Gear Review: The Wilderness Snowshoe by Tubbs
Even though winter might technically be halfway over, the snowy season is far from it; so don't put your cold-weather gear away yet. According to the Farmer's Almanac, mid-March could bring many storms from coast to coast with a wide variety of precipitation as well as strong winds. If you don't live by the mountains or are looking for an activity that’s more low key than some other winter sports, give snowshoeing a try—it's just like hiking, which makes it an un-intimidating activity for everyone. Snowshoeing is also a perfect idea for a date night—Valentine's Day full-moon hike, anyone?
Women's Wilderness Snowshoe by Tubbs
Snowshoes can be a difficult buy because the type you choose will depend on the amount of snow and terrain (flat, groomed track, rolling hills, or straight up a mountain) you plan to shoe in.
The Women's specific Wilderness by Tubbs claims to cover it all, which is ideal if you want one pair to take you through multiple terrains. This pair has a heel lift, which is a slim bar that you can raise up to support your heel when heading uphill. (If you don't plan on climbing, look for a shoe without a heel lift.) The Wilderness' ActiveLift heel lift works well to relieve strain when climbing, but is a bit tough to snap into position and back down. It’s easiest to change this feature while seated.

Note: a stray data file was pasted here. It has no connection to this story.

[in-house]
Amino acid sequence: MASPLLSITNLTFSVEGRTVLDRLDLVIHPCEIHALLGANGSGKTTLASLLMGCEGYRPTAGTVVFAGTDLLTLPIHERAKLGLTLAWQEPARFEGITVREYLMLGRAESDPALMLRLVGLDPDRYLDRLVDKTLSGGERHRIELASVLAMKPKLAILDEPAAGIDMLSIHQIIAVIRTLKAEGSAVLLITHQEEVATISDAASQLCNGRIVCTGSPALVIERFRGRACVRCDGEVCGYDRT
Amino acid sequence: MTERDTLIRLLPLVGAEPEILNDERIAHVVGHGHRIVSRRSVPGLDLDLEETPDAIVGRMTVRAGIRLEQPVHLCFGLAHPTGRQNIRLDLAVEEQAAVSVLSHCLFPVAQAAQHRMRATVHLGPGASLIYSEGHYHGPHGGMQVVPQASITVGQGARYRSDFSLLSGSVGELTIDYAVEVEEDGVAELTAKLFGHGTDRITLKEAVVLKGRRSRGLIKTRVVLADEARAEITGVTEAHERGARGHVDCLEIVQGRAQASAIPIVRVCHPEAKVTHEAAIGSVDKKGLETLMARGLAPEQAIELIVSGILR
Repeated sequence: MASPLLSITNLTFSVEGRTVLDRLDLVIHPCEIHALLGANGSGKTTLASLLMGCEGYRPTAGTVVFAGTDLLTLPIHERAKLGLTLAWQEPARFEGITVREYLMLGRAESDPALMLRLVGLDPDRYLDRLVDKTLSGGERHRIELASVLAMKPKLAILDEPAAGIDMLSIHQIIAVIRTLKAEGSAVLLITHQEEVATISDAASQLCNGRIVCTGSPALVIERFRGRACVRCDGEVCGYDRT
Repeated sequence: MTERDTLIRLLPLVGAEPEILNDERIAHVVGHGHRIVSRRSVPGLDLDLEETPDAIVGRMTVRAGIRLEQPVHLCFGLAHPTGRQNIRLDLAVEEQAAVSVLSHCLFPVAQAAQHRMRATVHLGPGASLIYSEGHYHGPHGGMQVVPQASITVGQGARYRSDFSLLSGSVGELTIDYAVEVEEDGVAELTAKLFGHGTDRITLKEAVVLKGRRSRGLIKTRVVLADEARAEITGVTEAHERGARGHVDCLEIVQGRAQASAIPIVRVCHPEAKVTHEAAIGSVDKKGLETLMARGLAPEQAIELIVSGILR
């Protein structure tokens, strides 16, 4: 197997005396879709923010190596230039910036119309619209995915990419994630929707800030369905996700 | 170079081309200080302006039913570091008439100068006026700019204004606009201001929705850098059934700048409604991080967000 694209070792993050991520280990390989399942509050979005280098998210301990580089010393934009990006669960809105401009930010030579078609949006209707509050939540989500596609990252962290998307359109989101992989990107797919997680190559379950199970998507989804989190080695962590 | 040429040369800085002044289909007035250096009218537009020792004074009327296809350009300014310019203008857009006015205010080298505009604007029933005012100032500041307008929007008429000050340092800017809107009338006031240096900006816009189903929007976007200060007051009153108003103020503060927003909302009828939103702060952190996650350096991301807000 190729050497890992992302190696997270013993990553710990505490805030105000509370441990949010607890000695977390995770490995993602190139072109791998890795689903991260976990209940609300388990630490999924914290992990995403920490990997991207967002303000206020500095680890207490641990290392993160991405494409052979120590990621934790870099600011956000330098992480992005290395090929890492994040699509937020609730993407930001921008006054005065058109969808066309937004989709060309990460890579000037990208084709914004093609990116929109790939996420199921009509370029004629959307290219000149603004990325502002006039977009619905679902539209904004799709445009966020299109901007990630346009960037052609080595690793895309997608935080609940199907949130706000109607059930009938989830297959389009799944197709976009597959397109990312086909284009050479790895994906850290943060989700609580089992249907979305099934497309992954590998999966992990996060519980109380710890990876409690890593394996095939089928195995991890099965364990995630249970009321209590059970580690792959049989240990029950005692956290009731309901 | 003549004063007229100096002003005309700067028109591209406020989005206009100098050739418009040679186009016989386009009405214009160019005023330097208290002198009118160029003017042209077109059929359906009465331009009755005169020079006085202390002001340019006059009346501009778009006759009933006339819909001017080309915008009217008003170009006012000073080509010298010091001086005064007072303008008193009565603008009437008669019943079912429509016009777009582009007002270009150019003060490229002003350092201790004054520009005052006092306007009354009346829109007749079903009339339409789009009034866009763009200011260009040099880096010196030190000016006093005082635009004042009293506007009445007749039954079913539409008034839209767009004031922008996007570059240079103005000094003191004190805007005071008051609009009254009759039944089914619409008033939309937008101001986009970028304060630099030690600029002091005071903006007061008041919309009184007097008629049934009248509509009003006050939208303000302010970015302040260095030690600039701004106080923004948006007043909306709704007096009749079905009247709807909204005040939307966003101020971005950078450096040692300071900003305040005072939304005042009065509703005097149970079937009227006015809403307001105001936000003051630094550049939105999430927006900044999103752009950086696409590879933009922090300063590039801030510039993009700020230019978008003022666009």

When snowshoeing in deep snow, you might find your calves getting sprayed (and soaking wet—ack!) with snow. On the Wilderness you'll find a design that has the tail of the snowshoe dropping slightly to let snow slide off, as well as a pivot point underfoot that helps with traction and prevents the snowshoes from coming up to smack you in the shin.
The best part about the setup though, is the bindings. From past experience, having a binding that doesn't fit right or secure the foot tight enough is a real pain—you end up having to stop and adjust every so often. The binding on the Wilderness includes “Control Wings,” which are basically a rigid half-shoe (with padding on the inside to help prevent painful hot-spots) that cup your whole boot from the toes to the start of the heel, where a locking heel strap then cinches tight. To secure the wings, you click in the top clip and then pull on the accompanying strap until the bindings are tight enough. This system allows snow-shoers to wear the same boots without ever having to adjust the bindings—just undo the clip and the rest stays the same—but is also easy enough to change for a different wearer.
Hits: Bindings that will stay tight and never need adjusting; a lightweight frame that won't have your feet knocking together
Misses: Heel lift takes a bit of effort to move into position